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Creativity and Creative Process

The 7 Stages, Life and Psychological States of the Creative Process

A Journey from Intention to Completion

By Orna Ross | Posted June 1, 2011 | Updated November 22, 2019

Intention, Incubation, Investigation, Composition, Clarification, Correction, Completion

As a novelist and poet who also coaches creative intelligence, I see many people and organisations whose big dreams are not coming true — usually because of procrastination, confusion, overwhelm or self-sabotage.

Jenna came for coaching to help her get a novel written.

Me: "So how many chapters have you got so far?"

Jenna: (Silence)

Me: "Just say. Wherever you are is where we begin."

Jenna: "None. Nothing. Nada. I've nothing I'd be prepared to show you."

For two years this respected journalist, who met demanding deadlines almost daily, had been failing herself. She had a story she wanted to tell, she had proven ability, and she wanted to write this novel more than anything. So why was her dream forever turning to dust?

Jenna is not alone. According to market researchers Opinion Research Corp., 92% of us are carrying around aspirations that we've failed to fulfill, most often related to money (34%) body and health (38%); relationships (31%) and the highest category, self-improvement (47%).

The most common cause of this deluge of broken dreams, disillusionment and despair, I believe, is also one of the most overlooked — we are not taught how to create.

On the contrary, schools and society have, for various reasons, suppressed our creative intelligence in favour of more practical, analytical skills. Understanding how the creative process works is the first step to freeing us from the block and resistance brought about by this suppression.

And one of the first things we need to know about the creative process is that it has seven stages, each of which require different behaviours and actions, if we are to enjoy them and do them well.

These seven stages are: intention, incubation, investigation, composition, clarification, correction, completion. They do not operate in a linear way, independent of each other as laying them out in a row like this seems to imply. Rather, this gives us a way to catch hold of a process that is, by definition, spontaneous and free-flowing (and can sometimes feel chaotic, even overwhelming).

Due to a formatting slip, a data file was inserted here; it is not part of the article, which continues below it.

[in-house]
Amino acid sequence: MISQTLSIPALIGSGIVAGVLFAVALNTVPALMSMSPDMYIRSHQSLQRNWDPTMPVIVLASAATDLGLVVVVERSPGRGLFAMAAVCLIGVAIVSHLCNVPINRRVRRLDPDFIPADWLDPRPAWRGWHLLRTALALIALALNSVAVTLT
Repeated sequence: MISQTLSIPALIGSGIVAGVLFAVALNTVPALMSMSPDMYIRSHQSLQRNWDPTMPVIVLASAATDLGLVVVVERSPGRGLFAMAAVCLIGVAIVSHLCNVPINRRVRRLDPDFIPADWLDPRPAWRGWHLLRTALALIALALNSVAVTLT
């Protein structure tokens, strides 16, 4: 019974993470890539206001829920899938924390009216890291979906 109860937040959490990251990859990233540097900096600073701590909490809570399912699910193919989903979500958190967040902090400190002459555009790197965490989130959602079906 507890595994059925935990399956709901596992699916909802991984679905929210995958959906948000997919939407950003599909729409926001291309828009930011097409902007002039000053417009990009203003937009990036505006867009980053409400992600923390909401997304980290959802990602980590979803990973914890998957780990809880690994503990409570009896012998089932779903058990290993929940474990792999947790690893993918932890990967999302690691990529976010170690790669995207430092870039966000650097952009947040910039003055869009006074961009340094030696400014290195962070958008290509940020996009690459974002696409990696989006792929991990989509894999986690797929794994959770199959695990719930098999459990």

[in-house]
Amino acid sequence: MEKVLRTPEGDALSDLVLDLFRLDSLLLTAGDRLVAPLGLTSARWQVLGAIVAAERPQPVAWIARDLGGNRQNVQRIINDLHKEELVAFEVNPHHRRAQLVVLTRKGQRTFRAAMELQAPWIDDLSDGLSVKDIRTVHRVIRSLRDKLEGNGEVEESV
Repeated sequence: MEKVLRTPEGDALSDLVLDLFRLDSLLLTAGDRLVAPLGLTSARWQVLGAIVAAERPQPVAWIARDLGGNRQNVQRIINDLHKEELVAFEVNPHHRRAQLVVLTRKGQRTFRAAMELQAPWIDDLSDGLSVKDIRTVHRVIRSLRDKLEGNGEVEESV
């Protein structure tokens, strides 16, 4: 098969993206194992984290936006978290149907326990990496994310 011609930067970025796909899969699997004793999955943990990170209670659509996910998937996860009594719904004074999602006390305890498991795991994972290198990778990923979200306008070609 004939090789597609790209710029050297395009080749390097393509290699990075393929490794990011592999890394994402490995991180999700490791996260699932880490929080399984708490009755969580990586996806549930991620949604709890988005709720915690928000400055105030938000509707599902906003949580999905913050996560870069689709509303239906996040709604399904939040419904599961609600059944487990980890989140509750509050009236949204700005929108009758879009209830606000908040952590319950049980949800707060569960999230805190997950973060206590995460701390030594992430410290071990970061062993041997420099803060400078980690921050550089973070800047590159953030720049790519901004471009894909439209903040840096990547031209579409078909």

If what we're making comes easy to us — family dinner, painting a room, or in Jenna's case, writing an article — we zip through those stages with ease, without even noticing. If what we're making is more of a stretch — conference catering for 300, making a million, writing a novel — understanding the differing behaviours and requirements of each stage becomes essential.

The 7 Stages of the Creative Process Defined

This is not a simplistic model imposed on human behaviour but a primal, unfolding process that happens over and over again, in humans and in nature. We can see this creative unfolding reflected in the seven stages of life, and also in the seven psychological states, as follows:


First Law of Creation: Birth
Life Stage: Infancy (Impulse).

STAGE 2: INCUBATION (Germinating)

Second Law of Creation: Enchantment
Life Stage: Childhood: Magic.


Third Law of Creation: Revolution
Life Stage: Adolescence: Experiment.


Fourth Law of Creation: Involution
Life Stage: Adulthood: Logic.


Fifth Law of Creation: Selfhood
Life Stage: Early Midlife: Appraisal.

STAGE 6: CORRECTION (Revis[ion]ing)

Sixth Law of Creation: Evolution
Life Stage: Late Midlife: Adaptation.


(Finishing and Letting Go)
Seventh Law of Creation: Transformation
Life Stage: Aging: Release.

A common reason why people fail to accomplish their heart's desire is because they are indulging thoughts and behaviours that are inappropriate to the stage they are in. Like Jenna who, we soon discovered, had a tendency to edit (stage 6) her ideas and insights before she had allowed them full formation (stage 2). She was stopping herself in her tracks.

She left that first day with daily doodling, mulling, mindmapping and freewriting exercises to do and a moratorium against writing one word of her book, except for handwritten notes in a lovely notebook. By the end of the week, she was itching to get to the computer, with notes about her outline and lots of paragraphs already written.

©2011 Orna Ross. All rights reserved.

Next: 8 Habits of The Creatively Intelligent

More with Orna Ross

Orna RossOrna Ross is an Irish novelist and creative nonfiction writer. She has taught creative principles, writing and freewriting to many disparate groups — from addicts in recovery to MA students and has facilitated creative and publishing success for many writing students. ...

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